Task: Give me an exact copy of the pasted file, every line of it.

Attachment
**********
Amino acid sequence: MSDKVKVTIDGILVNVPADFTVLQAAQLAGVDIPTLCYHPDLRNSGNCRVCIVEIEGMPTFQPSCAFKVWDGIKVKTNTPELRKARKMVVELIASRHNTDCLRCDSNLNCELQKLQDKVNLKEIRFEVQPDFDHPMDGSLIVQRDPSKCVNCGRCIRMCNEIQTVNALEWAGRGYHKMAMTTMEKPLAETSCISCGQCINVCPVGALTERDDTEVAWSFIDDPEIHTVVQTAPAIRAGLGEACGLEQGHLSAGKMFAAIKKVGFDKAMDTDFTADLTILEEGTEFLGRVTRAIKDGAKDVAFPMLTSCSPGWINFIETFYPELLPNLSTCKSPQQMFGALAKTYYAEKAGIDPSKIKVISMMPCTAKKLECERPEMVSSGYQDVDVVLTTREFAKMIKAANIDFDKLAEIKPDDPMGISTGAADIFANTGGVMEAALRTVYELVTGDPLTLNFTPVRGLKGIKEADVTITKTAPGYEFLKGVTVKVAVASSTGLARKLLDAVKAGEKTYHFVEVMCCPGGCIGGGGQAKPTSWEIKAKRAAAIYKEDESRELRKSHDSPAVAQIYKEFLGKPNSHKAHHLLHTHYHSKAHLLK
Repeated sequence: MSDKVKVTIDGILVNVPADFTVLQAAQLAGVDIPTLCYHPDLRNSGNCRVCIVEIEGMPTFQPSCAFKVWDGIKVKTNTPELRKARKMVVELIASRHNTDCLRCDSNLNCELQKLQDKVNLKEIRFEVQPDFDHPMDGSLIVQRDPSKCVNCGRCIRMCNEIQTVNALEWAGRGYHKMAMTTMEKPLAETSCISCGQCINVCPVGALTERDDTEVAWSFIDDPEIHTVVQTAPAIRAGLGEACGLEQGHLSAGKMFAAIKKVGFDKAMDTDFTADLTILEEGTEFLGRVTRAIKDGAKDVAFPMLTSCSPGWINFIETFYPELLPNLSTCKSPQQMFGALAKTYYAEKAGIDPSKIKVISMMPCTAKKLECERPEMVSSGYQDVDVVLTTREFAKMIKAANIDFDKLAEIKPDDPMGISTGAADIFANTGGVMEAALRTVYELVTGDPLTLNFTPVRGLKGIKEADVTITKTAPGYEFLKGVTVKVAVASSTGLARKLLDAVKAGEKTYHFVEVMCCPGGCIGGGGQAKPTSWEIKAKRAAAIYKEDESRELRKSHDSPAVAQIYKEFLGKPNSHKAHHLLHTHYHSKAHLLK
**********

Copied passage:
Amino acid sequence: MSDKVKVTIDGILVNVPADFTVLQAAQLAGVDIPTLCYHPDLRNSGNCRVCIVEIEGMPTFQPSCAFKVWDGIKVKTNTPELRKARKMVVELIASRHNTDCLRCDSNLNCELQKLQDKVNLKEIRFEVQPDFDHPMDGSLIVQRDPSKCVNCGRCIRMCNEIQTVNALEWAGRGYHKMAMTTMEKPLAETSCISCGQCINVCPVGALTERDDTEVAWSFIDDPEIHTVVQTAPAIRAGLGEACGLEQGHLSAGKMFAAIKKVGFDKAMDTDFTADLTILEEGTEFLGRVTRAIKDGAKDVAFPMLTSCSPGWINFIETFYPELLPNLSTCKSPQQMFGALAKTYYAEKAGIDPSKIKVISMMPCTAKKLECERPEMVSSGYQDVDVVLTTREFAKMIKAANIDFDKLAEIKPDDPMGISTGAADIFANTGGVMEAALRTVYELVTGDPLTLNFTPVRGLKGIKEADVTITKTAPGYEFLKGVTVKVAVASSTGLARKLLDAVKAGEKTYHFVEVMCCPGGCIGGGGQAKPTSWEIKAKRAAAIYKEDESRELRKSHDSPAVAQIYKEFLGKPNSHKAHHLLHTHYHSKAHLLK
Repeated sequence: MSDKVKVTIDGILVNVPADFTVLQAAQLAGVDIPTLCYHPDLRNSGNCRVCIVEIEGMPTFQPSCAFKVWDGIKVKTNTPELRKARKMVVELIASRHNTDCLRCDSNLNCELQKLQDKVNLKEIRFEVQPDFDHPMDGSLIVQRDPSKCVNCGRCIRMCNEIQTVNALEWAGRGYHKMAMTTMEKPLAETSCISCGQCINVCPVGALTERDDTEVAWSFIDDPEIHTVVQTAPAIRAGLGEACGLEQGHLSAGKMFAAIKKVGFDKAMDTDFTADLTILEEGTEFLGRVTRAIKDGAKDVAFPMLTSCSPGWINFIETFYPELLPNLSTCKSPQQMFGALAKTYYAEKAGIDPSKIKVISMMPCTAKKLECERPEMVSSGYQDVDVVLTTREFAKMIKAANIDFDKLAEIKPDDPMGISTGAADIFANTGGVMEAALRTVYELVTGDPLTLNFTPVRGLKGIKEADVTITKTAPGYEFLKGVTVKVAVASSTGLARKLLDAVKAGEKTYHFVEVMCCPGGCIGGGGQAKPTSWEIKAKRAAAIYKEDESRELRKSHDSPAVAQIYKEFLGKPNSHKAHHLLHTHYHSKAHLLK